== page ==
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heating options for winterized back "porch"

We have a 1916 rowhouse in D.C. with a two-story sleeping porch that we're planning to have insulated and converted into fully functioning rooms. On the bottom floor, we'll be knocking out of part of the back wall to expand the kitchen in this space.

I'm wondering what kind of heating system to have installed. The contractors who have looked at the project have all suggested electric baseboard heat because it would be quickest and cheapest.

I think I would prefer to extend the radiators, but I'm worried this could be difficult. One contractor said that it could be challenging to insultate the floor under the former porch well enough to prevent freezing in the winter. Another contractor said that radiators frequently don't work well when the system is expanded into this kind of space.

I really don't have a lot of money to spend on this project, so I'm sort of inclined to go with the baseboards. But we will be spending a lot of "living time" in the newly expanded kitchen, and I'd like to make sure we're doing this right.

Any pearls of wisdom?

Re: heating options for winterized back "porch"

Heating with electric would cost you a fortune.

You will have to do some calculations before you can determine if you have enough extra heating capacity in your boiler to extend out to the porches.

Examine the boiler to see if it has the BTU/HOUR HEATING CAPACITY listed on its front; if not, get the model # & make & contact the mfgr for this info.

You are looking for the boiler I=B=R OUTPUT RATING or the DOE OUTPUT RATING, and it should say something like "70,000 btu/hour net output".

You can use the sites below to calculate the HEAT LOSS CALCULATIONS for the original house AND the new additons to see if you have enough extra heat capacity on the boiler to heat the additions, as well as the original house.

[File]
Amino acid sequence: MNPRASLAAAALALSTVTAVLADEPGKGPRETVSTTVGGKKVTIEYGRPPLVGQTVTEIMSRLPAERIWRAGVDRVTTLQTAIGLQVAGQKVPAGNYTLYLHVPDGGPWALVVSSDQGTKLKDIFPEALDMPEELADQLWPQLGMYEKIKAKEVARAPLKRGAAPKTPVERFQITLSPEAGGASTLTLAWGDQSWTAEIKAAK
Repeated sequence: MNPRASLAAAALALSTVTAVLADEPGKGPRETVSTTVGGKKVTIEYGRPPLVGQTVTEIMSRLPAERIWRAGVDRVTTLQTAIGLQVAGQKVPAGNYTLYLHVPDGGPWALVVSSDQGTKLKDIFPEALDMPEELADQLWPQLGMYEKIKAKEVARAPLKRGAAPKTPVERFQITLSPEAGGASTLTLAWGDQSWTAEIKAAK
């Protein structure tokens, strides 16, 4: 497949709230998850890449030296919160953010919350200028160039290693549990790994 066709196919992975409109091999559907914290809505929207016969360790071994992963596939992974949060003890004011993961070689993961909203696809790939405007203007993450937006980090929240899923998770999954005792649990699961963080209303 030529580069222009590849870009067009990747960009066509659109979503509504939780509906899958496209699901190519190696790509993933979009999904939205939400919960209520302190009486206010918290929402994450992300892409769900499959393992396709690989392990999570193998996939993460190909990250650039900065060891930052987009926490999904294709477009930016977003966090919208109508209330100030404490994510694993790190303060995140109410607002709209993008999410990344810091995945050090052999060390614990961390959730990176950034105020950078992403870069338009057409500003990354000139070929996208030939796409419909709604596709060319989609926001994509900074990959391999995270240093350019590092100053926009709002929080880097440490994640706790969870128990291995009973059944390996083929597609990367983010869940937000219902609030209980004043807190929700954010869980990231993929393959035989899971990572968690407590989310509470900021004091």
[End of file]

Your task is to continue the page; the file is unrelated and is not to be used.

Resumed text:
If you have an oil-fired or gas-fired hot water boiler, you can usually easily upgrade to a slightly higher capacity using the same boiler (by using a larger nozzle, for example, on an oil-fired boiler).

New additions are usually put on a separate ZONE VALVE or ZONE CIRCULATOR, and the additions are given their own wall thermostat so the temp of the additions can be more precisely controlled.

Plastic PEX tubing is widely used these days to route a zone from the boiler room to the additions due to the high cost of copper, and the ease with which PEX can be snaked thru the walls & wall cavities to the new baseboard.

Consult the Yellow Pages under "Heating Contractors" to find someone who is experienced in installing and modifying hydronic (hot water) heating equipment; check the display ads for this.

Also consult the YP under "Heating Supplies-Equipment & Parts" and call the parts house counterman to get several referrals to experienced hydronic installers.

Install as much insulation as you possibly can into the new additons, in the exterior walls & in the floor.

A very rough way of calculating heating needs of a room or building, (assuming 8' ceilings) is to multiply the square footage of the room in question, or the house, and multiply by 40.

Thus a house 45' X 44.5' =2000 sq.ft. (rounded) X 40 = 80,000 btu/hr needed to heat this house.

(There are many factors that go into this HLC calculation, such as your location, the amount of glass you have, amt of insulation, etc.).

A room 15 X 15 = 225 sq.ft. X 40 = 9000 btu/hr to heat.

Baseboard puts out ~600 btu/hr; so 80,000 btu/hr divided by 600 = 134' of baseboard to heat the house.

Or for the room: 9000/600 = 15' of baseboard to heat the room.

The HLC's below are much more precise, especially the Slant Fin site, but it takes a long time to load.

Also Google "heat loss calculation" for additonal sites.

Please post back with basic info as to the type of boiler (gas/oil); its btu/hr capacity, sq. footage of house & additions.


Re: heating options for winterized back "porch"

Re: your back porch , winterized . Consider spray foam or
rigid insulation under the floor . these products do a lot
better job than batt insulation for this particular
situation . The density of the product offers air sealing
as well as higher r-value . No matter which way you go
with the heating , if the insulation does not
work properly & effectivley then you will not enjoy your
new rooms .


Re: heating options for winterized back "porch"

If your boiler is big enough you may want to consider radiant floor heat and the foam insulation.

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